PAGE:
JOSEP Lluís Alay is a history professor at the University of Barcelona who works as office manager for the president of Catalonia, Carles Puigdemont, who was illegally deposed by the Spanish government in 2017 following a self-organised referendum on self-determination for Catalonia.

As an emblematic example of the recurrent persecution of Catalan pro-independence activists, Alay is the subject of wild accusations. For example, the Spanish police allegedly discovered the preparation of an invasion of 10,000 Russian soldiers, supported by the Kremlin, to achieve Catalan independence. The incriminating evidence was a document recovered by the police that turned out to be a translation of a Russian espionage novel commissioned from Alay (who is very multilingual) by a Catalan publisher.

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He was also arrested in Germany, at Spain’s request, for accompanying Puigdemont on a return trip from Finland, without specific charges being brought against him.

What is more, Alay is accused of having travelled to New Caledonia at the invitation of pro-independence Kanaks as an international observer of one of the self-determination referendums held in the archipelago. He is accused of having spent the cost of the plane ticket. His participation gave credibility to the referendum process in New Caledonia organised by the French authorities; therefore, they should consider Mr Alay as their guest. For France’s honour’s sake, Alay should not be bothered on this account.

Another charge of embezzlement concerns a highway toll of €11 paid by Alay and charged to the Catalan government to visit Catalan political prisoners. For these last two trips, the Spanish prosecutor is asking for three years in jail and 17 years of disqualification!

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This is reminiscent of the accusation against Puigdemont of embezzlement of public funds for the referendum. The Spanish minister of economy, Mr Montoro, admitted that he was sure that no embezzlement that could be attributed to Puigdemont had taken place.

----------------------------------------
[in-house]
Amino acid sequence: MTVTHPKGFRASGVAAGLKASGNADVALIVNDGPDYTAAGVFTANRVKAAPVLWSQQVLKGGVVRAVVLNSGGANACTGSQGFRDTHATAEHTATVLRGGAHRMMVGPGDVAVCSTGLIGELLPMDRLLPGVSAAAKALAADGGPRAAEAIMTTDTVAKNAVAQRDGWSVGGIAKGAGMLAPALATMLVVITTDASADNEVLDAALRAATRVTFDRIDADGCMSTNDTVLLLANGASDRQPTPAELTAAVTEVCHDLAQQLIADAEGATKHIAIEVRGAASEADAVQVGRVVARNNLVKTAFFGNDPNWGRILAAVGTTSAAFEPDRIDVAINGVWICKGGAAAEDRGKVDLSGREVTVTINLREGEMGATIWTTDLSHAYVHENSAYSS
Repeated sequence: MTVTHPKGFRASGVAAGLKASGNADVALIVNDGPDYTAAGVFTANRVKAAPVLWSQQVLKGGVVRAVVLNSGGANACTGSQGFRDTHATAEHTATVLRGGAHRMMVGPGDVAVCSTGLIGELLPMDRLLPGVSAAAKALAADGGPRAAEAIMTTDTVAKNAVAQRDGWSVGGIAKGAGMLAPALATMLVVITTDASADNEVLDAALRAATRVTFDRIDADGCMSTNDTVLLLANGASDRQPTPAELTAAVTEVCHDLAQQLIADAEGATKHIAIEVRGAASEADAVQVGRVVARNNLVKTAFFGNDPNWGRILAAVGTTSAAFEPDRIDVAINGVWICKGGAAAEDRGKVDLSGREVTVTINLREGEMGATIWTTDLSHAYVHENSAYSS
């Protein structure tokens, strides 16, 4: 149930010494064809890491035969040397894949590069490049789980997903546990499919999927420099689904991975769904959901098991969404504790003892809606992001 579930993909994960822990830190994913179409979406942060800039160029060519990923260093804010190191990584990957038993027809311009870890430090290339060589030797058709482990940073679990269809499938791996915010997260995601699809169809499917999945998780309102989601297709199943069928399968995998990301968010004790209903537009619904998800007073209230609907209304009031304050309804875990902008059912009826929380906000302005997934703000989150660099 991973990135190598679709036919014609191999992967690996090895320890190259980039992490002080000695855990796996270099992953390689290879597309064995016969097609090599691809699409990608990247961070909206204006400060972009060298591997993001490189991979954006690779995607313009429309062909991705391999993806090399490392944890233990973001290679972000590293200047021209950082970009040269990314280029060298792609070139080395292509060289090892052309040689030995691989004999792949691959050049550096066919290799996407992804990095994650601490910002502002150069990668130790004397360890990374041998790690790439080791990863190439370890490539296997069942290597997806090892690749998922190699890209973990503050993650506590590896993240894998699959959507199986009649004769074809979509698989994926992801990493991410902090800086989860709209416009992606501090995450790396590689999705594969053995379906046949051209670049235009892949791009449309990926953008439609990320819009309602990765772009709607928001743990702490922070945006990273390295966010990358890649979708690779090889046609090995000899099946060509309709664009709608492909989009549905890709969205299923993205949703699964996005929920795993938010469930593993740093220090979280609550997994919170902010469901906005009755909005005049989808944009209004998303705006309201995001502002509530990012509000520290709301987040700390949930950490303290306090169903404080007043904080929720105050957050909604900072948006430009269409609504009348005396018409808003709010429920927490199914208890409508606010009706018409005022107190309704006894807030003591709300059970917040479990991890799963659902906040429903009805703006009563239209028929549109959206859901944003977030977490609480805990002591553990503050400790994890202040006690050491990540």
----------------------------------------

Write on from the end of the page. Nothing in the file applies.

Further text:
It is ironic that Catalan leaders are being prosecuted for embezzlement of public funds in a country where it is common knowledge that a member of the royal family has embezzled public funds and the former king Juan Carlos has been accused of taking bribes. If corruption were really the judge’s concern, he should start with the Popular Party and the royal family.

The reality is that the Spanish judicial system has abandoned impartiality and has put itself at the service of the unity of the homeland threatened by Catalan independence.

Tiago Douwens Prats
Fontenay-le-Fleury, France

IF Scotland’s only Labour MP is shocked that civil servants in Scotland are receiving taxpayers’ cash to work on implementing policy promised in the SNP manifesto, can someone ask for his thoughts on the taxpayers’ cash that went to Westminster civil servants for secretly producing a report on Scottish attitudes to independence?

He might also like to tell us his thoughts on the taxpayer cash used thereafter to defend these actions in court and then to ignore the legal ruling.

P Davidson

AS the all-year-round pantomimes continue at the House of Conmen, Westmonster Productions proudly presents this month’s offering of “Far Right and the 7 Toffs”. Starring alongside Far Right are Sleazy, Snooty, Cashful, Gropey, Spin Doc, Scrumpy and Cocky. Guaranteed live entertainment Mondays toFridays with a bevy load of laughs at the taxpayers’ expense. (Oh, yes it is!)

Linda Boyle